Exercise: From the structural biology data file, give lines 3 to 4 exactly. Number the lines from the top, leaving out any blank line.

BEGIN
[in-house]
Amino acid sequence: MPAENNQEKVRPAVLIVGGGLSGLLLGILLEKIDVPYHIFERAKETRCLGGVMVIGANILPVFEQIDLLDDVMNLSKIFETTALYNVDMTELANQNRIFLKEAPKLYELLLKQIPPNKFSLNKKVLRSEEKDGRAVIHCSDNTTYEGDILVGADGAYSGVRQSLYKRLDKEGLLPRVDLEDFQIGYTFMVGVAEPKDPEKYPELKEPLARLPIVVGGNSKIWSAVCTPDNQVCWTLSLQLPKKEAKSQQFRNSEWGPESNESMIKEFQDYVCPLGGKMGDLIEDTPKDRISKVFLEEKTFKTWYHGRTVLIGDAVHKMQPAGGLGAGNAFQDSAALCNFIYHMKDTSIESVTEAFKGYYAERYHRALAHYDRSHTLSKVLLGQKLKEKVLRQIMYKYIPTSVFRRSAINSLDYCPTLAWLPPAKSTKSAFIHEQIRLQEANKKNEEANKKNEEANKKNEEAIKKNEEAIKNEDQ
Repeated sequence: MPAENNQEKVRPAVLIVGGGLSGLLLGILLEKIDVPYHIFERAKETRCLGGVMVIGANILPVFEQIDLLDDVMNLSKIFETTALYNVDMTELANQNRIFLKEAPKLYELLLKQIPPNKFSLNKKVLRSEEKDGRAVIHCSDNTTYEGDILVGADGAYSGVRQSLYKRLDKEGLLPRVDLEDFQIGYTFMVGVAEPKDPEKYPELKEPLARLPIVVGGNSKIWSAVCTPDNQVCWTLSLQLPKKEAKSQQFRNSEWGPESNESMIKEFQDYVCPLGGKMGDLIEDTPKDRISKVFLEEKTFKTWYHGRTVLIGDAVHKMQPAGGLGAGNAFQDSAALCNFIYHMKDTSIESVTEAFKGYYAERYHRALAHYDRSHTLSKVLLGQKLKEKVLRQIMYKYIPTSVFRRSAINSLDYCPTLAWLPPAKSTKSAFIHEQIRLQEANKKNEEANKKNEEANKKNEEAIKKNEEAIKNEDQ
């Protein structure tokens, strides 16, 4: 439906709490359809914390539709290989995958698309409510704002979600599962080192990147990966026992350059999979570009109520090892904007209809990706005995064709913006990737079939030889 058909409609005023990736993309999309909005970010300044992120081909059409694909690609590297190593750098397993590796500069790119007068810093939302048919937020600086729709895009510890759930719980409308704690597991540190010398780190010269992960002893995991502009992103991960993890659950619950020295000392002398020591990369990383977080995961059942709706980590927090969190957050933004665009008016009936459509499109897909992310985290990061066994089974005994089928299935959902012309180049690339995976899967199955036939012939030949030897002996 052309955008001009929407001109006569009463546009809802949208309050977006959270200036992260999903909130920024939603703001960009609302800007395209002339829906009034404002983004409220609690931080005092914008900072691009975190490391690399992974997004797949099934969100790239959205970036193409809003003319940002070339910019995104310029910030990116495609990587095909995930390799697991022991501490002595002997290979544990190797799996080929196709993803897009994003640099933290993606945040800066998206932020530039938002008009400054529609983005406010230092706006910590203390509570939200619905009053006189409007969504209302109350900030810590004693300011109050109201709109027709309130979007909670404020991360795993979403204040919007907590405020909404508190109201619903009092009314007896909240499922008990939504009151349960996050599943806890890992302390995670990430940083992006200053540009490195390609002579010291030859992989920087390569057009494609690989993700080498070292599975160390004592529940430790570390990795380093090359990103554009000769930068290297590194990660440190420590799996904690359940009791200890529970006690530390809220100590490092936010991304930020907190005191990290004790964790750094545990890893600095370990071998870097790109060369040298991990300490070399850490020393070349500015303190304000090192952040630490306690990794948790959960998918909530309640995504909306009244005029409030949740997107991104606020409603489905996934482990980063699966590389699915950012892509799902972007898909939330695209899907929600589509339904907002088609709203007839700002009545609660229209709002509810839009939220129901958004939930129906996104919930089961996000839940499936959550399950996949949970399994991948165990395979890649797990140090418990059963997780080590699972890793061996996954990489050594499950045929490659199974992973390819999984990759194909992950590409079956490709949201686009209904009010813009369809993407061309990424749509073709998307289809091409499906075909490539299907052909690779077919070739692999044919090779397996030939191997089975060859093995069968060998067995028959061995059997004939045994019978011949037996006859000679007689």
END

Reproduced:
Repeated sequence: MPAENNQEKVRPAVLIVGGGLSGLLLGILLEKIDVPYHIFERAKETRCLGGVMVIGANILPVFEQIDLLDDVMNLSKIFETTALYNVDMTELANQNRIFLKEAPKLYELLLKQIPPNKFSLNKKVLRSEEKDGRAVIHCSDNTTYEGDILVGADGAYSGVRQSLYKRLDKEGLLPRVDLEDFQIGYTFMVGVAEPKDPEKYPELKEPLARLPIVVGGNSKIWSAVCTPDNQVCWTLSLQLPKKEAKSQQFRNSEWGPESNESMIKEFQDYVCPLGGKMGDLIEDTPKDRISKVFLEEKTFKTWYHGRTVLIGDAVHKMQPAGGLGAGNAFQDSAALCNFIYHMKDTSIESVTEAFKGYYAERYHRALAHYDRSHTLSKVLLGQKLKEKVLRQIMYKYIPTSVFRRSAINSLDYCPTLAWLPPAKSTKSAFIHEQIRLQEANKKNEEANKKNEEANKKNEEAIKKNEEAIKNEDQ
């Protein structure tokens, strides 16, 4: 439906709490359809914390539709290989995958698309409510704002979600599962080192990147990966026992350059999979570009109520090892904007209809990706005995064709913006990737079939030889 058909409609005023990736993309999309909005970010300044992120081909059409694909690609590297190593750098397993590796500069790119007068810093939302048919937020600086729709895009510890759930719980409308704690597991540190010398780190010269992960002893995991502009992103991960993890659950619950020295000392002398020591990369990383977080995961059942709706980590927090969190957050933004665009008016009936459509499109897909992310985290990061066994089974005994089928299935959902012309180049690339995976899967199955036939012939030949030897002996 052309955008001009929407001109006569009463546009809802949208309050977006959270200036992260999903909130920024939603703001960009609302800007395209002339829906009034404002983004409220609690931080005092914008900072691009975190490391690399992974997004797949099934969100790239959205970036193409809003003319940002070339910019995104310029910030990116495609990587095909995930390799697991022991501490002595002997290979544990190797799996080929196709993803897009994003640099933290993606945040800066998206932020530039938002008009400054529609983005406010230092706006910590203390509570939200619905009053006189409007969504209302109350900030810590004693300011109050109201709109027709309130979007909670404020991360795993979403204040919007907590405020909404508190109201619903009092009314007896909240499922008990939504009151349960996050599943806890890992302390995670990430940083992006200053540009490195390609002579010291030859992989920087390569057009494609690989993700080498070292599975160390004592529940430790570390990795380093090359990103554009000769930068290297590194990660440190420590799996904690359940009791200890529970006690530390809220100590490092936010991304930020907190005191990290004790964790750094545990890893600095370990071998870097790109060369040298991990300490070399850490020393070349500015303190304000090192952040630490306690990794948790959960998918909530309640995504909306009244005029409030949740997107991104606020409603489905996934482990980063699966590389699915950012892509799902972007898909939330695209899907929600589509339904907002088609709203007839700002009545609660229209709002509810839009939220129901958004939930129906996104919930089961996000839940499936959550399950996949949970399994991948165990395979890649797990140090418990059963997780080590699972890793061996996954990489050594499950045929490659199974992973390819999984990759194909992950590409079956490709949201686009209904009010813009369809993407061309990424749509073709998307289809091409499906075909490539299907052909690779077919070739692999044919090779397996030939191997089975060859093995069968060998067995028959061995059997004939045994019978011949037996006859000679007689």